Many researchers in science and engineering believe that the future of computing will heavily depend on the Grid for efficient and powerful computing, improving legacy technology, increasing demand-driven access to computational power, increasing utilization of idle capacity, sharing computational results, and providing new problem-solving techniques and tools. Substantially powerful Grids can be established using high-performance networking, computing, and programming support, regardless of the location resources and users.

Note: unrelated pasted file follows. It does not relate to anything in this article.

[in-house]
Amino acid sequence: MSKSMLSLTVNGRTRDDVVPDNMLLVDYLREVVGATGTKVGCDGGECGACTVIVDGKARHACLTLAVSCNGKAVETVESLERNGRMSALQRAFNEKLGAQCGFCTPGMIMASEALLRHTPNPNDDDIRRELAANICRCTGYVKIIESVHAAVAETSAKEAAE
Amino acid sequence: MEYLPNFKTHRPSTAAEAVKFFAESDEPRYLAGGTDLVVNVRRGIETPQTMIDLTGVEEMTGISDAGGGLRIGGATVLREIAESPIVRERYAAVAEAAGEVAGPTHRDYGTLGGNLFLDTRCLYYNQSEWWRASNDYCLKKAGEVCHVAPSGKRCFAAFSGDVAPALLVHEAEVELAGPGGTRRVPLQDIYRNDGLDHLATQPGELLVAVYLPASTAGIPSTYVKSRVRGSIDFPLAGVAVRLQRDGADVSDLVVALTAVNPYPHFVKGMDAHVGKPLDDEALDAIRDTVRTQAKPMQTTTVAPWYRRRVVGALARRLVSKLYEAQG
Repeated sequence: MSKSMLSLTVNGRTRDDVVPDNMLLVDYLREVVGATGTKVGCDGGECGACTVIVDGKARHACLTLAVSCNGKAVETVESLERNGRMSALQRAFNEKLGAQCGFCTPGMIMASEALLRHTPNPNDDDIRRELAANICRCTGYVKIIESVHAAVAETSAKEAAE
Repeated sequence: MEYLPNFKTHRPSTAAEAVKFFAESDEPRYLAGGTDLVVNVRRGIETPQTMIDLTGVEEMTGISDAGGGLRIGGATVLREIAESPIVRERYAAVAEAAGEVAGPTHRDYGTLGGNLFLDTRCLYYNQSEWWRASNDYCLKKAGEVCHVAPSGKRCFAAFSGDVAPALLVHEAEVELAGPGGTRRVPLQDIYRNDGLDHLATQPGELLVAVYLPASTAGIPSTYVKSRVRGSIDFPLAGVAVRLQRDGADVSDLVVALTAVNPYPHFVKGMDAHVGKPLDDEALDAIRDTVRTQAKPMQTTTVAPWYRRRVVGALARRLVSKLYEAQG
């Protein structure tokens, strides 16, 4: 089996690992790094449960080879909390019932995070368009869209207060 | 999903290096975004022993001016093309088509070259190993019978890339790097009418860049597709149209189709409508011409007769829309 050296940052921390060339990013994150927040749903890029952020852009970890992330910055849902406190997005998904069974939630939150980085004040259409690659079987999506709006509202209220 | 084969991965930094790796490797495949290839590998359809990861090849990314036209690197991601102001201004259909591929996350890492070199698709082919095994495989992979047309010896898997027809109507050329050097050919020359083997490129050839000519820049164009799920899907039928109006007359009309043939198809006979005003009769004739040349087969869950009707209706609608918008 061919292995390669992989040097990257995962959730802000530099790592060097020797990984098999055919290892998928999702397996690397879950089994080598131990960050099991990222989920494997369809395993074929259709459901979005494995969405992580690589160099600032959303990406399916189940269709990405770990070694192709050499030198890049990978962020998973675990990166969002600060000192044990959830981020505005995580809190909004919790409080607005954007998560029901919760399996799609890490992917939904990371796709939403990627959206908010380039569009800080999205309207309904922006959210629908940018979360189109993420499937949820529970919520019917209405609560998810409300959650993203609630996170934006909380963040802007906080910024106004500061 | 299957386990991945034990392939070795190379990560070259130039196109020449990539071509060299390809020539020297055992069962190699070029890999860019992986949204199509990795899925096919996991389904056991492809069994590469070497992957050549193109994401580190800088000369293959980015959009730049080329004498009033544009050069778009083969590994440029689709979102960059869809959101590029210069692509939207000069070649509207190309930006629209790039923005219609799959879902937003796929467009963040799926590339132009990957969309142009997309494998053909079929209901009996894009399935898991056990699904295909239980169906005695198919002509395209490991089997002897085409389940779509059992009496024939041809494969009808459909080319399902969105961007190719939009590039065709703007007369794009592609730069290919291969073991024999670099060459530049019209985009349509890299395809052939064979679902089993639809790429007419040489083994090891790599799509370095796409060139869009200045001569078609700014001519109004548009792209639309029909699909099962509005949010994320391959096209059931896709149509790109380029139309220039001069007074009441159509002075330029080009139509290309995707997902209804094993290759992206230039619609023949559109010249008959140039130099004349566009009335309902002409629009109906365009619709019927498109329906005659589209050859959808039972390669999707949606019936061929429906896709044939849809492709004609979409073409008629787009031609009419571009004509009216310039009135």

We can ask what will be the biggest hurdles--in terms of programming support--to simplify distributed heterogeneous computing--in the same way that the World Wide Web simplified information sharing over the Internet. One possible answer is high performance--a slow system that has a clever motivation is not very useful. There will be a pressing need for grid-enabled applications that hide the heterogeneity and complexity of the underlying grid, without losing performance.
Today, programmers often write grid-enabled application in what is in effect an assembly language: sometimes using explicit calls to the Internet Protocol's User Datagram Protocol (UDP) or Transmission Control Protocol (TCP), with hard-coded configuration decisions for specific computing systems. We are a far from portable, efficient, high-level languages.